Further, the union government’s smart grid pilot projects underway in some cities have microgrids and distributed generation as an important functionality. These include pilot projects by APDCL in Assam, CHESCOM (Mysore), the IIT Kanpur smart city platform and the Smart Grid Knowledge Centre in Manesar, Haryana.
According to the Climate Policy Group, there are over 40 decentralised renewable energy players in the sector (with more than 100 kW of mini or microgrid installations), which have adopted a wide range of technologies and business models, but most are struggling to achieve commercial viability. These include Azure Power, Gram Power, OMC Power, Husk Power, Saran Renewable Energy, Gram Oorja, Solkar, Desi Power, Biotech India, Mera Gao Power and Naturetech Infra. However, the majority are reliant on subsidies and/or grants. However, enterprises such as Azure Power, OMC Power and Husk Power have shown positive signs, and are likely to witness strong growth over the next five years. Recently, Husk Power received a major boost with an equity investment of almost $20 million from oil company Shell and European utility ENGIE to support the company’s expansion efforts in India and Tanzania.
A similar trend can be observed in the solar home system market, which comprises over 40 established players and new entrants trying to capitalise on the growth opportunities. While no single player has achieved meaningful scale to date, there are some large players linked to conglomerates that have won government tenders, but these enterprises have struggled to claim a sustained pipeline of direct customer sales.
The majority of the remaining players are small, selling less than 5,000 units a year, mostly through third-party distributors and dealers. There are a few players, however, who have been successful in reaching rural households by building their own rural distribution networks, focusing on branding and building relationships with consumers.
Owing to high operations and maintenance costs, low capacity utilisation factors and high initial investment, the tariff of power from microgrids is usually higher than that of grid supply. This poses a challenge on the viability of microgrids if grid power reaches the area of microgrid installation.
Developers have expressed concerns regarding the central government’s rural electrification drive in off-grid areas. This has resulted in the closure of many microgrid capacities in the recent past. The developers are often not informed about state rural electrification plans in the areas where they are operating mincrogrids for power distribution.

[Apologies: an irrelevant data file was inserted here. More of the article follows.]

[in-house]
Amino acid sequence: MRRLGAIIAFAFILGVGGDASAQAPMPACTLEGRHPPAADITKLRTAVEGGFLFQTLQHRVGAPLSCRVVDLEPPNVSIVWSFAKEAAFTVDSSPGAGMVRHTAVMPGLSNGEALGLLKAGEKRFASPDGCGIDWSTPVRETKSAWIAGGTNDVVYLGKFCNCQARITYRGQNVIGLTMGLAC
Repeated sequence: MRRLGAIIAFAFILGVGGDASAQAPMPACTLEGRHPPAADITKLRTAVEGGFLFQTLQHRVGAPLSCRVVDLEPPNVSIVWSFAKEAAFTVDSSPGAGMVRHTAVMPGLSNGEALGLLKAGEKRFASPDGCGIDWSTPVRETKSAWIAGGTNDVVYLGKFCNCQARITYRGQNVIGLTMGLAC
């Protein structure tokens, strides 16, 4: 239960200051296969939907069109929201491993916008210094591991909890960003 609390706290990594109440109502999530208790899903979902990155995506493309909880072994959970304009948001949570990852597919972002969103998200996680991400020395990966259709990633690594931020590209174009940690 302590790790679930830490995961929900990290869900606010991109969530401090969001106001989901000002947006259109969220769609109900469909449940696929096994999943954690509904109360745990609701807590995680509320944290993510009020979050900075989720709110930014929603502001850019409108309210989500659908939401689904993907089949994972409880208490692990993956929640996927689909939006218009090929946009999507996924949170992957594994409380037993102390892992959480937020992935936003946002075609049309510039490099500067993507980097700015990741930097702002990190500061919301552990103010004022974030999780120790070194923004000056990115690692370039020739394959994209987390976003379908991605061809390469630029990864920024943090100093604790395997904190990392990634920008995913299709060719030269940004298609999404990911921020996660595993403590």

In order to mitigate these risks and incentivise investments in microgrids, the amended tariff policy stipulates state electricity regulatory commissions (SERC) to put in place an appropriate regulatory framework for the compulsory sale of power to the grid. The tariff for the same should be determined by SERCs considering the depreciated cost of investments and industry benchmarks. Further, there is a need for a specific set of regulations that stipulates the technical standards for the interconnection of microgrids with the central grid.
In addition, developers find it difficult to secure investment for microgrid projects owing to higher risk perception. Even if they are able to secure loans for the project, the cost of debt is high. Besides, there are challenges pertaining to affordability and collection of regular payments from consumers with low paying ability. There are negligible industrial/commercial consumers that can be cross subsidised.
To improve the viability of microgrids, some of the key suggestions made by industry experts include extending financial support for both tariffs and upfront costs. “Subsidies, cross-subsidies, and other support offered to regular grid providers should be made available to third-party rural providers including microgrid developers. Such support is not just for tariffs but upfront costs as well (explicitly and implicitly). Further, power prices (tariffs) for the grid must be equal to the variable cost of supply at a fuel level (which might be Rs 1-Rs 2 per unit in most states lagging household electrification, which are mostly near coal fields),” states Rahul Tongia, Fellow, Energy and Sustainability, Brookings India in a recent report on “Microgrids in India”.
Net, net, as the price of renewable energy technologies and energy storage solutions is declining, microgrids are becoming more cost-effective and their deployment is picking up pace across the world. Social surveys also point to consumer satisfaction with regard to the electricity supplied from microgrids as compared to the central grid as the latter is often perceived to be distant and unaccountable. Going forward, microgrids are expected to improve electricity access across the country.